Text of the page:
Monthly Archives: February 2013

A  quote from Mike Sharples’ How We Write to make you feel better about starting the week with a jug of coffee – it seems to work! The last sentence is also interesting in relation to my recent post about unconscious creativity: we may tend to concentrate when we write, but it doesn’t necessarily always help. 

An extensive survey of the habits and rituals of writers was carried out by Ron Kellogg. He questioned 121 science and engineering academics and compared their responses with their writing productivity, measured by the number of reports and publications they had prepared over the previous three years. This is a measure of quantity rather than quality of writing, but it may at least give an indication of habits that produce words.

Walking and coffee were the two most frequent accompaniments to writing. Although many of Kellogg’s respondents drank coffee while writing, there was great variation, with some writers drinking it frequently and others never touching it. Vigorous exercise was the only habit associated with productivity, though this does not necessarily imply that exercise causes creativity. It may be that the most productive writers were also the youngest and healthiest! Kellogg also found intense concentration to be the most frequent mental state while writing, but that no state of consciousness was more productive.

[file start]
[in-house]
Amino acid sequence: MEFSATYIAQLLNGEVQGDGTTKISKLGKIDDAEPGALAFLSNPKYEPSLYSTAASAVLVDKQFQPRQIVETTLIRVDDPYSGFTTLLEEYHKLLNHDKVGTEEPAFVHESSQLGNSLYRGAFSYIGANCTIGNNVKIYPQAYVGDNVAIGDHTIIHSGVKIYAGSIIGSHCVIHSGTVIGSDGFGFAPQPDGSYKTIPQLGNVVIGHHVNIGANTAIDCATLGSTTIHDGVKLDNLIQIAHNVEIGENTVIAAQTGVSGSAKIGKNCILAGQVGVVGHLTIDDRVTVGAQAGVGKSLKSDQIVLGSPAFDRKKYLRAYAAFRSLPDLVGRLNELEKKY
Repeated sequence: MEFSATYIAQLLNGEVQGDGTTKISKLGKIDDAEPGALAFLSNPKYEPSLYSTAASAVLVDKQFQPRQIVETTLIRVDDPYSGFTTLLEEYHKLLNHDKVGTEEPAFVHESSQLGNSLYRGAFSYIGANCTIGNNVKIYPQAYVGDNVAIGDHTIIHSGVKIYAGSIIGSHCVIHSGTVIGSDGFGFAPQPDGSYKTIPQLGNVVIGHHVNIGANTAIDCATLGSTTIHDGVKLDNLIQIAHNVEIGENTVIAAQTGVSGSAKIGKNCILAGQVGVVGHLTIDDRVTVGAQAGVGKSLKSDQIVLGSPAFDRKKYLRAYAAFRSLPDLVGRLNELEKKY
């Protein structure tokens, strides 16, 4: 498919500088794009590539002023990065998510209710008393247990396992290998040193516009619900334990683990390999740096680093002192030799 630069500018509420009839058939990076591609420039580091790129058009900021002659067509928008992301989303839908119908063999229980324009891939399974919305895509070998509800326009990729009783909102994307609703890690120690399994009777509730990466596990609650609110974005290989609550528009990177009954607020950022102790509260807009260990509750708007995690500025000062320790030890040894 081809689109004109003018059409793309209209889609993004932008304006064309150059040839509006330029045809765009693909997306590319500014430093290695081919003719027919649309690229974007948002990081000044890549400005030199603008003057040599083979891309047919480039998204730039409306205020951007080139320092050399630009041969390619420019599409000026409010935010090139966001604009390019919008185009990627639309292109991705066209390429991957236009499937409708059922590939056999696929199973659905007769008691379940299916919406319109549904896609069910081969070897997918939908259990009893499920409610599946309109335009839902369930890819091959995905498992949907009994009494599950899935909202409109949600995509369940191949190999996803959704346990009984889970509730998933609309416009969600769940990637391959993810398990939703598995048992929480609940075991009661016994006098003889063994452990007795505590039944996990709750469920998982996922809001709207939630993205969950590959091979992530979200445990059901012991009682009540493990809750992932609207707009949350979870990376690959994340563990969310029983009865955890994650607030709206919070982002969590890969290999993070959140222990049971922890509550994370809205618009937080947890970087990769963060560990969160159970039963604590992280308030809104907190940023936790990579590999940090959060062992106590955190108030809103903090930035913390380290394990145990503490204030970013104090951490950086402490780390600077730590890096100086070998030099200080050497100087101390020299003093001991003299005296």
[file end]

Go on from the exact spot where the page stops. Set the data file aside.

(Sharples, Mike. How We Write: Writing as Creative Design. London: Routledge, 1999: 119.)

Here’s my poem ‘The Path that Follows the Traveller’, reprinted from Their Colours and Their Forms: Artists’ Responses to Wordsworth, eds Carol McKay & John Strachan (Wordsworth Trust, 2013). Ostensibly it’s an elegy about Wordsworth’s growing conservatism, but it’s also about how simultaneously wonderful and wearying it can be to trudge on under rain. Umbellifers are plants with umbrella-like branching stems, like cow parsley.

The path that follows the traveller

‘It is not my intention to be illiberal’
– Wordsworth, ‘Letter to the Bishop of Llandaff’

The rain is proof. The rain offers
baptism to those who would fulfil